- Have an androgynous (both masculine and feminine) gender identity, such as androgyne.
- Have an identity between male and female, such as intergender.
- Have a neutral or non-existant gender identity, such as agender or neutrois.
- Have multiple gender identities, such as bigender or pangender.
- Have a gender identity which varies over time, known as genderfluid.
- Have a weak or partial connection to a gender identity, known as demigender.
- Have a culturally specific gender identity which exists only within the culture they or their ancestors belong to.
- Otherwise feel that their gender is neither fully male nor fully female.
Non-binary people may also identify as transgender and/or transsexual. The label genderqueer has a lot of overlap with non-binary, but is often seen as more political, since queer is sometimes used as a transphobic insult.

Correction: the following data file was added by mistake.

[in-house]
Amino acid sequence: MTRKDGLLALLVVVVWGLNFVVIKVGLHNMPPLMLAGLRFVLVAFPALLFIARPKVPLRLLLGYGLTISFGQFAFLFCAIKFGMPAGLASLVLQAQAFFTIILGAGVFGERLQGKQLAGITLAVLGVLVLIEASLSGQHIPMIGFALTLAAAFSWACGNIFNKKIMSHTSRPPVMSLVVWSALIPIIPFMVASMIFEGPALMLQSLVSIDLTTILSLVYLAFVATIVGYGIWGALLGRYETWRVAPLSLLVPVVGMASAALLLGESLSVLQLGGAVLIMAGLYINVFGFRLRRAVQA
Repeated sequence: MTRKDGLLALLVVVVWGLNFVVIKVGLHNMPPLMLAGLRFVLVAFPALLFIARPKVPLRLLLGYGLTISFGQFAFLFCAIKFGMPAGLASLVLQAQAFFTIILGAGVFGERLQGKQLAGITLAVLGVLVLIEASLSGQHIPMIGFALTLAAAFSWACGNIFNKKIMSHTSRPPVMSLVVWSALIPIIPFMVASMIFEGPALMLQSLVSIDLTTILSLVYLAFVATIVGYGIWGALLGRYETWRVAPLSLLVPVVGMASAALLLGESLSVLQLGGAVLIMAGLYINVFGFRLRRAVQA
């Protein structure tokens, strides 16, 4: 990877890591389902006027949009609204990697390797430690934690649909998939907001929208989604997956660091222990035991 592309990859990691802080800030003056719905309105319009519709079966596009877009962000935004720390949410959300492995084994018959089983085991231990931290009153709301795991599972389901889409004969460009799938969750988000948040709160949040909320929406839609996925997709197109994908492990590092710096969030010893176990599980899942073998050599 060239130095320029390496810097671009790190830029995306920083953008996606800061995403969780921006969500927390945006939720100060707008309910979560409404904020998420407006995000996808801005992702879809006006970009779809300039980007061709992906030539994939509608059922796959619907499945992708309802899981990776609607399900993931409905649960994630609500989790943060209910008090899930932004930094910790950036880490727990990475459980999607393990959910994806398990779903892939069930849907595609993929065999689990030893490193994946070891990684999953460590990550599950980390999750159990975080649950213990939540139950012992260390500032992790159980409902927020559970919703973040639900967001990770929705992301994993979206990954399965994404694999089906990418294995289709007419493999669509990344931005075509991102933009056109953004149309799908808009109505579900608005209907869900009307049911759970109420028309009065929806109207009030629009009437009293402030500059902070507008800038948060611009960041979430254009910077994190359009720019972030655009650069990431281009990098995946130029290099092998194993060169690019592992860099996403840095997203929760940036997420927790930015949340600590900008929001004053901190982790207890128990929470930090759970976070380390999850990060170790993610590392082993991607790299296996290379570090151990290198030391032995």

Non-binary people may wish to transition so that their gender expression more closely reflects their internal identity. Many non-binary people wish to appear androgynous and adopt unisex names, gender-neutral titles such as Mx. and/or gender-neutral pronouns, but others prefer to express themselves in ways which are traditionally seen as masculine or feminine, or to mix aspects of the two.
Non-binary people can have any sexual orientation, although if attracted primarily to a single gender they may prefer to use gender-terminology to express this.